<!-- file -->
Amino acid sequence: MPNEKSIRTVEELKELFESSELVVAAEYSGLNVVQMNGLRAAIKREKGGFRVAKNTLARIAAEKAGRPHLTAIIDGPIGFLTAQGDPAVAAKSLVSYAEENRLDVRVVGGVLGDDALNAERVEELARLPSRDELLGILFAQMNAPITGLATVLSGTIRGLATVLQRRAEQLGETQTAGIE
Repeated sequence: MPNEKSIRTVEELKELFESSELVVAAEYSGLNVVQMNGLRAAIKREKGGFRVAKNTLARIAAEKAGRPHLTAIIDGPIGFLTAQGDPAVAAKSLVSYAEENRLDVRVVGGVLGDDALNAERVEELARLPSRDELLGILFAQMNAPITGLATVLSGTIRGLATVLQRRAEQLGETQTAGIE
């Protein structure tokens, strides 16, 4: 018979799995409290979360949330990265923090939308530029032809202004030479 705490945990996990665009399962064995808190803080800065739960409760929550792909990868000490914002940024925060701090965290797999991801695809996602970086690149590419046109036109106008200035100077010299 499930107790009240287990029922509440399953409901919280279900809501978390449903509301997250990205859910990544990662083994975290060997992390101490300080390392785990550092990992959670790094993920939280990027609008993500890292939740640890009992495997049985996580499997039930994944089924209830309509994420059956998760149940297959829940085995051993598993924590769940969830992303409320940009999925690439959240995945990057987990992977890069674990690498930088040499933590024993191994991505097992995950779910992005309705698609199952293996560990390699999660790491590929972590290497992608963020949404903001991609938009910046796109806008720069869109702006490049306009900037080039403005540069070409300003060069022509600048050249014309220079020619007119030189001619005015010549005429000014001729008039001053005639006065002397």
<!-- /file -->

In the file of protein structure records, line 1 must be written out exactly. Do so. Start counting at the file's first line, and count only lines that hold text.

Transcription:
Amino acid sequence: MPNEKSIRTVEELKELFESSELVVAAEYSGLNVVQMNGLRAAIKREKGGFRVAKNTLARIAAEKAGRPHLTAIIDGPIGFLTAQGDPAVAAKSLVSYAEENRLDVRVVGGVLGDDALNAERVEELARLPSRDELLGILFAQMNAPITGLATVLSGTIRGLATVLQRRAEQLGETQTAGIE